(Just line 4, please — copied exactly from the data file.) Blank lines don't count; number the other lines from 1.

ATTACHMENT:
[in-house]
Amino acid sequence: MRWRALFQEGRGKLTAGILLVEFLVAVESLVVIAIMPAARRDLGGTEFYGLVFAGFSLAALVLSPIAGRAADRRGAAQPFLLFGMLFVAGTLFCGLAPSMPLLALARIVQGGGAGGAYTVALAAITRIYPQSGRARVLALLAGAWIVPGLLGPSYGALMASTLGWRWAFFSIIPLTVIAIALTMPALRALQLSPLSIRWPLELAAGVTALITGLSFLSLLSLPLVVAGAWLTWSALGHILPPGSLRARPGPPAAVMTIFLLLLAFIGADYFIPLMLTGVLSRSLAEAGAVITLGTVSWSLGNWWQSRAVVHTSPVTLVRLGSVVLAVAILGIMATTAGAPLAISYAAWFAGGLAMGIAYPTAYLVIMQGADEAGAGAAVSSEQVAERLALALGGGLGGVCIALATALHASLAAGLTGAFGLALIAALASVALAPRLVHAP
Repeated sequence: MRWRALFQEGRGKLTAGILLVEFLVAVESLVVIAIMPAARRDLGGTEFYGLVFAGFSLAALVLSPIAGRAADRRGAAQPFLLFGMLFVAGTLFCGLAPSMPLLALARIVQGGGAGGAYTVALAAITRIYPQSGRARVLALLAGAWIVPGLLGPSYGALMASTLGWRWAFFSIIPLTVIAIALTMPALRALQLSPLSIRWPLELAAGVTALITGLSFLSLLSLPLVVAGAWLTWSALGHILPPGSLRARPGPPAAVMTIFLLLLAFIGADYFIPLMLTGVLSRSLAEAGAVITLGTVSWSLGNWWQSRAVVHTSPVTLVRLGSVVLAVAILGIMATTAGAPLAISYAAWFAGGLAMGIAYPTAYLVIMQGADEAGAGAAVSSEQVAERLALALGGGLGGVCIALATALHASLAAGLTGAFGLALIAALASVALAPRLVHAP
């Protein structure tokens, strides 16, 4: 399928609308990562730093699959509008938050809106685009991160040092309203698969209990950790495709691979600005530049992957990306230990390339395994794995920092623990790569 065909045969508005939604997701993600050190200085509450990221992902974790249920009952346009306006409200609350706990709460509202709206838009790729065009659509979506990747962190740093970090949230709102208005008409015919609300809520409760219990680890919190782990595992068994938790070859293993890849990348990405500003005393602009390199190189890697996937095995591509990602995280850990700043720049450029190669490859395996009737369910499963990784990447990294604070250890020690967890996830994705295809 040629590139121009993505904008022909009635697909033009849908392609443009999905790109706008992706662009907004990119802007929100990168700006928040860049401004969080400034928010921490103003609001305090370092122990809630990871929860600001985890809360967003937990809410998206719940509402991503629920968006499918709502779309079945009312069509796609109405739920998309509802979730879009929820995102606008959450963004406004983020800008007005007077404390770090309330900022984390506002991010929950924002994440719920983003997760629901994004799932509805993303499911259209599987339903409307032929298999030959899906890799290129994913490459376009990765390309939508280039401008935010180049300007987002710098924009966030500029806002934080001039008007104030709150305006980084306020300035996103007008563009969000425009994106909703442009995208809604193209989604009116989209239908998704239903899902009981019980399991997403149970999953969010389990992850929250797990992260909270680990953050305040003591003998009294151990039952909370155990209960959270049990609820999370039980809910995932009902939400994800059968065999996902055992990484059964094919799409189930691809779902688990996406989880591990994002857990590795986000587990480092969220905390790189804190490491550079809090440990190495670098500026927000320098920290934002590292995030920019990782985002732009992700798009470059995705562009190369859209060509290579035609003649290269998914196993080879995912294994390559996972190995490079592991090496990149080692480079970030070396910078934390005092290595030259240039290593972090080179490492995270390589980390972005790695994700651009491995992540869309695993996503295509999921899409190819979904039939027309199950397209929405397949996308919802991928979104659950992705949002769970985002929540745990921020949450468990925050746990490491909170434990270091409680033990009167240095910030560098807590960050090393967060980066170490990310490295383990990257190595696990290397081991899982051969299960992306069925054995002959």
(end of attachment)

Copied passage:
């Protein structure tokens, strides 16, 4: 399928609308990562730093699959509008938050809106685009991160040092309203698969209990950790495709691979600005530049992957990306230990390339395994794995920092623990790569 065909045969508005939604997701993600050190200085509450990221992902974790249920009952346009306006409200609350706990709460509202709206838009790729065009659509979506990747962190740093970090949230709102208005008409015919609300809520409760219990680890919190782990595992068994938790070859293993890849990348990405500003005393602009390199190189890697996937095995591509990602995280850990700043720049450029190669490859395996009737369910499963990784990447990294604070250890020690967890996830994705295809 040629590139121009993505904008022909009635697909033009849908392609443009999905790109706008992706662009907004990119802007929100990168700006928040860049401004969080400034928010921490103003609001305090370092122990809630990871929860600001985890809360967003937990809410998206719940509402991503629920968006499918709502779309079945009312069509796609109405739920998309509802979730879009929820995102606008959450963004406004983020800008007005007077404390770090309330900022984390506002991010929950924002994440719920983003997760629901994004799932509805993303499911259209599987339903409307032929298999030959899906890799290129994913490459376009990765390309939508280039401008935010180049300007987002710098924009966030500029806002934080001039008007104030709150305006980084306020300035996103007008563009969000425009994106909703442009995208809604193209989604009116989209239908998704239903899902009981019980399991997403149970999953969010389990992850929250797990992260909270680990953050305040003591003998009294151990039952909370155990209960959270049990609820999370039980809910995932009902939400994800059968065999996902055992990484059964094919799409189930691809779902688990996406989880591990994002857990590795986000587990480092969220905390790189804190490491550079809090440990190495670098500026927000320098920290934002590292995030920019990782985002732009992700798009470059995705562009190369859209060509290579035609003649290269998914196993080879995912294994390559996972190995490079592991090496990149080692480079970030070396910078934390005092290595030259240039290593972090080179490492995270390589980390972005790695994700651009491995992540869309695993996503295509999921899409190819979904039939027309199950397209929405397949996308919802991928979104659950992705949002769970985002929540745990921020949450468990925050746990490491909170434990270091409680033990009167240095910030560098807590960050090393967060980066170490990310490295383990990257190595696990290397081991899982051969299960992306069925054995002959």